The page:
European markets closed higher on Tuesday as trading resumes after the Easter holiday, with global sentiment boosted by positive economic data in the U.S. and China. The pan-European Stoxx 600 provisionally ended the session up 0.7%, with basic resources adding 1.8% to lead gains as most sectors entered positive territory. European stocks bucked the trend seen in Asia-Pacific, where markets were mixed Tuesday despite China’s services sector activity growing in March, according to a private sector survey. The big corporate news out of Europe Tuesday was the announcement by Credit Suisse of several high-level staff departures and cuts to its dividends and bonuses. The Swiss bank announced it was taking a $4.7 billion hit as a result of the Archegos Capital Management saga. The Swiss lender now expects a first-quarter pre-tax loss of around 900 million Swiss francs ($960.4 million). Credit Suisse shares were down 0.4% by the market close. In terms of other individual share price movement, Swedish stock brokerage firm Avanza climbed 7.2% to lead the Stoxx 600, while at the opposite end of the benchmark Swiss telecoms firm Swisscom slid 5.1%. Shares of several European food delivery services fell Tuesday as investors questioned whether their pandemic-fueled growth could last as economies begin to reopen. In Britain, Just Eat Takeaway and Ocado fell 1.3% and 0.7% respectively, while in Germany Delivery Hero sank 1.2% and HelloFresh dipped 1.6%.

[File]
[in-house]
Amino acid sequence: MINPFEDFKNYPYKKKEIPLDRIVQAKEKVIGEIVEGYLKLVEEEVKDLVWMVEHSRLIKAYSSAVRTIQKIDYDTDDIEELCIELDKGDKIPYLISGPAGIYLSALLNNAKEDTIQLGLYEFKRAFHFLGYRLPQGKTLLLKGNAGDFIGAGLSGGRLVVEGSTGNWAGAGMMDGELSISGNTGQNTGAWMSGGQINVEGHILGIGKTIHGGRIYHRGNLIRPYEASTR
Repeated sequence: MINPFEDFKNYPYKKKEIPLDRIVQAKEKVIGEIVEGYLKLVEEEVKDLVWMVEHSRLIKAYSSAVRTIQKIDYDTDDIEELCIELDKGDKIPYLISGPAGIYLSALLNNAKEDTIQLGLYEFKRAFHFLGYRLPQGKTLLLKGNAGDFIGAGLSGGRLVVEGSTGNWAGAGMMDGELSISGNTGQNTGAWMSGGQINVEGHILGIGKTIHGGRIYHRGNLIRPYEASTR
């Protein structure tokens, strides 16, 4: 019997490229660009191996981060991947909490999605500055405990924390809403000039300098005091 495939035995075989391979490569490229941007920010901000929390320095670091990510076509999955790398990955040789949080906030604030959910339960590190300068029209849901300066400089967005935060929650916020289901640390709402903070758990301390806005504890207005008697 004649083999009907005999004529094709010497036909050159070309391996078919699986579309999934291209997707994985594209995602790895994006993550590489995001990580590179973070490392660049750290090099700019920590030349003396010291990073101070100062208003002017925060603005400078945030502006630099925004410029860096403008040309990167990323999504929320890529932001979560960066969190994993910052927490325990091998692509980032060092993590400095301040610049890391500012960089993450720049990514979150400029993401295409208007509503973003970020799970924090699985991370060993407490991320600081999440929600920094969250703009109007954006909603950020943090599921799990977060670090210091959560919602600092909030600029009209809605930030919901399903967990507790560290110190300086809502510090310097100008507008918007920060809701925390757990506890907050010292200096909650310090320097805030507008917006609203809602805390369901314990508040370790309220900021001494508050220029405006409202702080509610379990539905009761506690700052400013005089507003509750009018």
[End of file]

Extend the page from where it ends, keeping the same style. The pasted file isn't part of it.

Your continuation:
U.S. stocks fell from record levels on Tuesday as the recent rally driven by signs of strong economic rebound took a pause. The Dow Jones Industrial Average dipped 96 points, or 0.3%, to 33,430. The S&P 500 fell 0.1% to 4,073, pressured by tech and health care. The broad equity benchmark fell for the first time in four days. The tech-heavy Nasdaq Composite inched 0.1% lower to 13,698. The blue-chip Dow and the S&P 500 both closed at record highs in the prior session. Shares of airlines and cruise lines continued their recent gains. Delta Air Lines rose 2.8%, while Carnival and Royal Caribbean both gained more than 1%. Norwegian Cruise Line jumped 4.6%. The market came under pressure even after more strong news on the job front. The Labor Department said Tuesday that U.S. job openings rose 268,000 to a two-year high of 7.4 million beating estimates of a total of 7 million. We see a bit of consolidation ahead of 1Q21 earnings, with big banks including JPMorgan and Goldman Sachs kicking off the new earnings season next week. First-quarter earnings are expected to be up 24.2% year over year, compared to 3.8% growth in the fourth quarter, according to Refinitiv.